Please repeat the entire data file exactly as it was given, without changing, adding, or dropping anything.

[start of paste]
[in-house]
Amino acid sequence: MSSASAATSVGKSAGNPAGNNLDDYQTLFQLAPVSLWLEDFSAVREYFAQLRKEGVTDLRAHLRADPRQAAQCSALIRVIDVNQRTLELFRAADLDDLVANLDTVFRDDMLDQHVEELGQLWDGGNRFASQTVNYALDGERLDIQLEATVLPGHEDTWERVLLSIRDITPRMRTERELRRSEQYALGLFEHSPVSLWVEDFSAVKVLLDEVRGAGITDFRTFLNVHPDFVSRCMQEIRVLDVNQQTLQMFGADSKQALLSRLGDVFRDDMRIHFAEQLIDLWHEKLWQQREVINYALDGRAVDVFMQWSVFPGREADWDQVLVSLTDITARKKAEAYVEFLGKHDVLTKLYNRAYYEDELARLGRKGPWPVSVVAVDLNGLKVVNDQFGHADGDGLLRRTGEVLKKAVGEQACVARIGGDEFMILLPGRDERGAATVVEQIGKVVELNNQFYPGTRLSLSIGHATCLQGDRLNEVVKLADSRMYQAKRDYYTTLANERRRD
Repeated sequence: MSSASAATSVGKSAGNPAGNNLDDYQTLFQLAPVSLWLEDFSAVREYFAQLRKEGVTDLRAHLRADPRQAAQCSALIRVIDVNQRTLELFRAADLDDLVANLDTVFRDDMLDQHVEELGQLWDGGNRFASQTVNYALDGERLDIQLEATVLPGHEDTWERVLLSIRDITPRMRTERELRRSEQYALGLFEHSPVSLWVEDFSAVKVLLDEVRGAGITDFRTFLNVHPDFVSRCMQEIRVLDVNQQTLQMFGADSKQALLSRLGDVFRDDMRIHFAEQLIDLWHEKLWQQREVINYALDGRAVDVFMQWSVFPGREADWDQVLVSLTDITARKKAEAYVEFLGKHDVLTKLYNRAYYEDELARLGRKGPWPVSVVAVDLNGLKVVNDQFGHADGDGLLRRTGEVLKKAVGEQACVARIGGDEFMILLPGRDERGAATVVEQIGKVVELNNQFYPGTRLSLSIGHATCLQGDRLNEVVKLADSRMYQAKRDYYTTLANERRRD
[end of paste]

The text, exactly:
[in-house]
Amino acid sequence: MSSASAATSVGKSAGNPAGNNLDDYQTLFQLAPVSLWLEDFSAVREYFAQLRKEGVTDLRAHLRADPRQAAQCSALIRVIDVNQRTLELFRAADLDDLVANLDTVFRDDMLDQHVEELGQLWDGGNRFASQTVNYALDGERLDIQLEATVLPGHEDTWERVLLSIRDITPRMRTERELRRSEQYALGLFEHSPVSLWVEDFSAVKVLLDEVRGAGITDFRTFLNVHPDFVSRCMQEIRVLDVNQQTLQMFGADSKQALLSRLGDVFRDDMRIHFAEQLIDLWHEKLWQQREVINYALDGRAVDVFMQWSVFPGREADWDQVLVSLTDITARKKAEAYVEFLGKHDVLTKLYNRAYYEDELARLGRKGPWPVSVVAVDLNGLKVVNDQFGHADGDGLLRRTGEVLKKAVGEQACVARIGGDEFMILLPGRDERGAATVVEQIGKVVELNNQFYPGTRLSLSIGHATCLQGDRLNEVVKLADSRMYQAKRDYYTTLANERRRD
Repeated sequence: MSSASAATSVGKSAGNPAGNNLDDYQTLFQLAPVSLWLEDFSAVREYFAQLRKEGVTDLRAHLRADPRQAAQCSALIRVIDVNQRTLELFRAADLDDLVANLDTVFRDDMLDQHVEELGQLWDGGNRFASQTVNYALDGERLDIQLEATVLPGHEDTWERVLLSIRDITPRMRTERELRRSEQYALGLFEHSPVSLWVEDFSAVKVLLDEVRGAGITDFRTFLNVHPDFVSRCMQEIRVLDVNQQTLQMFGADSKQALLSRLGDVFRDDMRIHFAEQLIDLWHEKLWQQREVINYALDGRAVDVFMQWSVFPGREADWDQVLVSLTDITARKKAEAYVEFLGKHDVLTKLYNRAYYEDELARLGRKGPWPVSVVAVDLNGLKVVNDQFGHADGDGLLRRTGEVLKKAVGEQACVARIGGDEFMILLPGRDERGAATVVEQIGKVVELNNQFYPGTRLSLSIGHATCLQGDRLNEVVKLADSRMYQAKRDYYTTLANERRRD